The increasing frequency of rain squalls are a sure sign that the rainy season is gearing up. Our goal was to have our addition dried in before the rainy season, but we didn't quite make it. The top photo below was taken Sept 25th. No roof, no windows, and 4.3 inches of rain in our rain gauge in the previous week. It seems the rainy season was not aware of our timeline. The bottom photo was taken today, 23 days and 20 inches of rain later than the top photo. Now only 1 more door and 1 more window to install and then we will be totally dried in. Yea!
Another view of the sea.
Here is what happened in those 23 days:
From the inside you can see the roofing trusses and upper level walls.
|The large Santa Maria wood roofing trusses are bolted together with iron plates. These babies ain't goin' nowhere.
|We love these blue sky days.
|Given the irregular shape of the roof, we actually had to start the courses of 10x4ft zinc sheets at the top of the ridge line and work down instead of starting at the bottom and working up. The next course had to be slipped under the first course.
|Another view of the roof from below.
|This is with all the roof, including the ridge cap, up and most of the doors and windows.
|Before the zinc and windows. You can see how the gable end eaves extend out.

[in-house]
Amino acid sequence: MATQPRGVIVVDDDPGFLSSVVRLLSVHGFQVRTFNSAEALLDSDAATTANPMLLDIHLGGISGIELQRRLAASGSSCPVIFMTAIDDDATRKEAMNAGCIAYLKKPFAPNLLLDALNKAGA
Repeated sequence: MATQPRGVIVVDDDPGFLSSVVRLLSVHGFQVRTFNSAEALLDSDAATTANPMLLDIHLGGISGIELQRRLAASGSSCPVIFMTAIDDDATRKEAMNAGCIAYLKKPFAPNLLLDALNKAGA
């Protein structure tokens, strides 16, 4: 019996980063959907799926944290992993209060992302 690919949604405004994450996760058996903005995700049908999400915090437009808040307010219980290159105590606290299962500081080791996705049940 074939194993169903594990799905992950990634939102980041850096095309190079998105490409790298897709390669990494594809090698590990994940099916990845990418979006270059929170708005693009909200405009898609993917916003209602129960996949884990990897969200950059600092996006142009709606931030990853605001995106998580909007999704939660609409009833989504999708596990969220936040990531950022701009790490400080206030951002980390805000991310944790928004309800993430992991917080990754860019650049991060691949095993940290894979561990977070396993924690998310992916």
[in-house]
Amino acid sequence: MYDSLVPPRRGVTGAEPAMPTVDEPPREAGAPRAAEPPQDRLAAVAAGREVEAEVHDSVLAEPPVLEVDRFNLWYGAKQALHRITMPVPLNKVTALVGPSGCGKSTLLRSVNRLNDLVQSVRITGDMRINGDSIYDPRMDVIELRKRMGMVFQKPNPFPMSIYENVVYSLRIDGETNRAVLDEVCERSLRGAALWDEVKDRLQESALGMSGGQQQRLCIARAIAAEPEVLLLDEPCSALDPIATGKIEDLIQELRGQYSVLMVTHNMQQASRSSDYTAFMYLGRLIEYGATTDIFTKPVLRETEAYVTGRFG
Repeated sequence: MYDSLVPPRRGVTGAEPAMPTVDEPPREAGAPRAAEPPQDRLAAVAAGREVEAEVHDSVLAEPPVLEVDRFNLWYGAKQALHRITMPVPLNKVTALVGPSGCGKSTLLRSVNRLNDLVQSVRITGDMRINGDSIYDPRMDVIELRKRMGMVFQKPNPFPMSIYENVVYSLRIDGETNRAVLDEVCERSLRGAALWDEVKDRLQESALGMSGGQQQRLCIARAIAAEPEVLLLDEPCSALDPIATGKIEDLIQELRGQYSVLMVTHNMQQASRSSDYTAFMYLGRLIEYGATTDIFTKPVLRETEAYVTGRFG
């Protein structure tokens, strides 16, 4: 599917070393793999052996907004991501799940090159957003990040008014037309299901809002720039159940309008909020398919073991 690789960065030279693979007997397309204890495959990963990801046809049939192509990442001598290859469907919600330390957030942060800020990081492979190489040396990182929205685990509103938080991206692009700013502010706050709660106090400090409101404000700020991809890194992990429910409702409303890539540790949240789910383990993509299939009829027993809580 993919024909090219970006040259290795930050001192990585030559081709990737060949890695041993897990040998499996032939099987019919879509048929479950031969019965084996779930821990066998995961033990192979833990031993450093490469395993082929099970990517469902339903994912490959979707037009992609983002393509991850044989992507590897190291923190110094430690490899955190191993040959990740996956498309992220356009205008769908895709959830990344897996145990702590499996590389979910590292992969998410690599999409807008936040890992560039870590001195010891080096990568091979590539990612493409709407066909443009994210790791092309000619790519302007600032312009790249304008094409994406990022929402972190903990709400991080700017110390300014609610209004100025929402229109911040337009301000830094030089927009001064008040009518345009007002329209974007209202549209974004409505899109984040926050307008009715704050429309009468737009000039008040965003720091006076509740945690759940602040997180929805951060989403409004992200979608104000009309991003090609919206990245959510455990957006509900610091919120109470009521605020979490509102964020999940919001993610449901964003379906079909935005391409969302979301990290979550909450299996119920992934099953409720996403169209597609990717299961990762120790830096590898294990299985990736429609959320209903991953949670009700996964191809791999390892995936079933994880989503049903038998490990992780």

|After the zinc, windows, and 3 of 4 doors.
|The crew working on the south facing roof. This is the side on which the solar panels will be mounted.
|The sheets of metal roofing are all installed. Next, we will come back and finish off the gable ends with sheet metal covers and then install the soffit. That will keep it weather tight.
The collage below shows the southwest corner and the south facing roof during the construction. Either 18 or 20 solar panels will be mounted on the roof. A small shed room will be added to the windowless wall to house the inverter and the batteries will run under the windows along the wall on the right. The space the batteries will be in is on a breezeway that will be covered by a shed roof that links the old cabana with the new addition. The breezeway will be screened in.Once the roof was up, we took the tarps off the Santa Maria wooden beam. You can see the beam and some of the posts in the collage below. I had thought that putting the roof on would make the space seem smaller, but it doesn't. The space is nice and open with plenty of light coming in through the windows. I'm sure that will change a bit when we put the loft in, but with 10 foot ceilings under the loft, it should still feel open and airy.
There is still an amazing and daunting amount of work yet to be done. Getting the solar panels, inverter, and batteries up and running is our priority now. The panels are being shipped, the batteries and inverter have been sourced and will be ordered next month. Things are happening!
|Looking more like a house every day.